to yield to the urgent applications, made in behalf of an individual laboring under a violent form of mania, and to admit the same on the 22d of February. This individual, we are happy to say, was the first to be discharged some months afterwards, entirely restored.
From the date of the first admission, to this time, a period of eight months and nine days, there have been received into the asylum fifty-one males and thirty-nine females, making a total of ninety during that period. Of these a large number have been laboring under insanity for periods varying from one to thirty years; some of them during that time have, it is feared, been confined in most unsuitable places of security, but such as the exigencies of their cases in the opinion of friends, and with the limited means at command, enabled them to provide, for the security of both; others have been tenants of poor houses, where they have been either chained to the floor of their apartments, or confined to the dark and damp room of a cellar; while the much larger portion have been kept in the cells of the county prisons.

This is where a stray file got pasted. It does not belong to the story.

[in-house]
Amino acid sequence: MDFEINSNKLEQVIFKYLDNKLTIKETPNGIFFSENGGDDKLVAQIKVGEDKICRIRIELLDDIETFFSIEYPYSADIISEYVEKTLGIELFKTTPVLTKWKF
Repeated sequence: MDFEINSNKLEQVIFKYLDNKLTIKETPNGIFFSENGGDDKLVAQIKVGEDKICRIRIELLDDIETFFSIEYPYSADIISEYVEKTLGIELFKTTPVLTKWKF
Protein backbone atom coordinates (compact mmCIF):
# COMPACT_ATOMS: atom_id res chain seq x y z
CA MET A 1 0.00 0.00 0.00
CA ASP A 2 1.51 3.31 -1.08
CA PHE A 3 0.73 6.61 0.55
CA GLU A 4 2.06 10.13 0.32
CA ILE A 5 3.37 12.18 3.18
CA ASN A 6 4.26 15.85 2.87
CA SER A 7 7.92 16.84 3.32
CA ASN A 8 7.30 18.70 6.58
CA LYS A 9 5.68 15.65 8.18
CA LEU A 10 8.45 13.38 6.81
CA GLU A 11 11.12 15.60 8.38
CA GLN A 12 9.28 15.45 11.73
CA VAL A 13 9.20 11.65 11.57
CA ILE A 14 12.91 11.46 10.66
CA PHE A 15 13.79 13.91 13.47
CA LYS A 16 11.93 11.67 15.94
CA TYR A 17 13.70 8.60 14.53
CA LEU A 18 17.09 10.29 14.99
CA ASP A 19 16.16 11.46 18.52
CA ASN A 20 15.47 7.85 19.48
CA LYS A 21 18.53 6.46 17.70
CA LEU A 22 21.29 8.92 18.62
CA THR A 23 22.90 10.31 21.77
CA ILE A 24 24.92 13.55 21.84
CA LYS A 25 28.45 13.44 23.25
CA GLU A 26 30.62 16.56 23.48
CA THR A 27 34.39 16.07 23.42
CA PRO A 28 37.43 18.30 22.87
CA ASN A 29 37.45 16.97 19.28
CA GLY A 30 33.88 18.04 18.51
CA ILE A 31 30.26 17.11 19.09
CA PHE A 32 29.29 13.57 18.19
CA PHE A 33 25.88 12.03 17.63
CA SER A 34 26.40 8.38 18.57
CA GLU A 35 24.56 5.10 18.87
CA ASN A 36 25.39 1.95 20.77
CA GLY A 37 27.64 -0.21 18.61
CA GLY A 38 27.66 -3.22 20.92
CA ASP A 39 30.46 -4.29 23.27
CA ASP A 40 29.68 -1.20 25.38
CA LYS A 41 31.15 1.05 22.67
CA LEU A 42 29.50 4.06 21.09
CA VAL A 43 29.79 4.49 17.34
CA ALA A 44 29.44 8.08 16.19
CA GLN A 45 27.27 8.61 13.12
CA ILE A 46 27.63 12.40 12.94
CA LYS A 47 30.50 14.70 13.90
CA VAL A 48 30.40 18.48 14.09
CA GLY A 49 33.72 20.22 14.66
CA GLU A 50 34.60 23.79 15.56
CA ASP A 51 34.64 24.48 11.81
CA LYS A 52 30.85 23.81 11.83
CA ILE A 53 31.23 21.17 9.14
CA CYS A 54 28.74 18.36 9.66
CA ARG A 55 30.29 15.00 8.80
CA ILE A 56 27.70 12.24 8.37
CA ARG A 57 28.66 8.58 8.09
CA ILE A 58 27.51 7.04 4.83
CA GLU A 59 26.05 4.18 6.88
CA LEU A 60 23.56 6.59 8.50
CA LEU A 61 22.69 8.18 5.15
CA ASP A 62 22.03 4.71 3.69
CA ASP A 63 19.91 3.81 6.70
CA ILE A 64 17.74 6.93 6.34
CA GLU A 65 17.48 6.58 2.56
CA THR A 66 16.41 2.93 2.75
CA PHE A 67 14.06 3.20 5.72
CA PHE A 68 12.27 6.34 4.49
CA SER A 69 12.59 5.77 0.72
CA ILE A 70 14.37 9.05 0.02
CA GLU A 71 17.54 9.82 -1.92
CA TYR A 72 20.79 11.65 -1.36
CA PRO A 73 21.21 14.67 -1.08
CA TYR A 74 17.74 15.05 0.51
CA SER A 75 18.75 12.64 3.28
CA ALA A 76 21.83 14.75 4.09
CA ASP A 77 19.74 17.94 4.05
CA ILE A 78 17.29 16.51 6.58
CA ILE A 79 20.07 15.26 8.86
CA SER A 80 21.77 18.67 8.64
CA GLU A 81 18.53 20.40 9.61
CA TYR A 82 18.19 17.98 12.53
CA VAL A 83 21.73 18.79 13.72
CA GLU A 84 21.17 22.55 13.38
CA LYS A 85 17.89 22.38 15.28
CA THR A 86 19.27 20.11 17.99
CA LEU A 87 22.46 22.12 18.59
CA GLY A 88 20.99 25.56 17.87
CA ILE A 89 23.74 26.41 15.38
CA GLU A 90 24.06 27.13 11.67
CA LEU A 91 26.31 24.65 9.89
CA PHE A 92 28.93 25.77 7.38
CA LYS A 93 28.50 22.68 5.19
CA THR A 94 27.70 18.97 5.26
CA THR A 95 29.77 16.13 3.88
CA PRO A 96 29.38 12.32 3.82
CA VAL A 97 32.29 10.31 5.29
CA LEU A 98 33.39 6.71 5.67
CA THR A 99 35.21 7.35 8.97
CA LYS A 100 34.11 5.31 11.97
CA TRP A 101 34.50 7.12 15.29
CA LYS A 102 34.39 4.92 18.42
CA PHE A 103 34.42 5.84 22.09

The effect upon the physical condition of many, as might be inferred under such protracted confinement and sedentary life, has been highly deleterious by impairing the vital energies of the constitution, attended with loss of strength and flesh; and at the same time to fasten in a hopeless form upon the mind their several delusions. One of these unfortunate individuals, who was more noisy than "dangerous," and had been confined to a small space encased in what was described as a "cage," under the fear of personal violence to her friends, and who, from long disease of her lower extremities, came reeling into the house under the weight of even her attenuated form, has now after a few months residence so far regained her flesh and strength, as to be with difficulty recognized as the same individual, and has been sufficiently calmed to justify us in giving her free access daily to the halls upon which her apartment opens, and to enjoy other privileges in common with those of the same class, not inconsistent with their and her own comfort.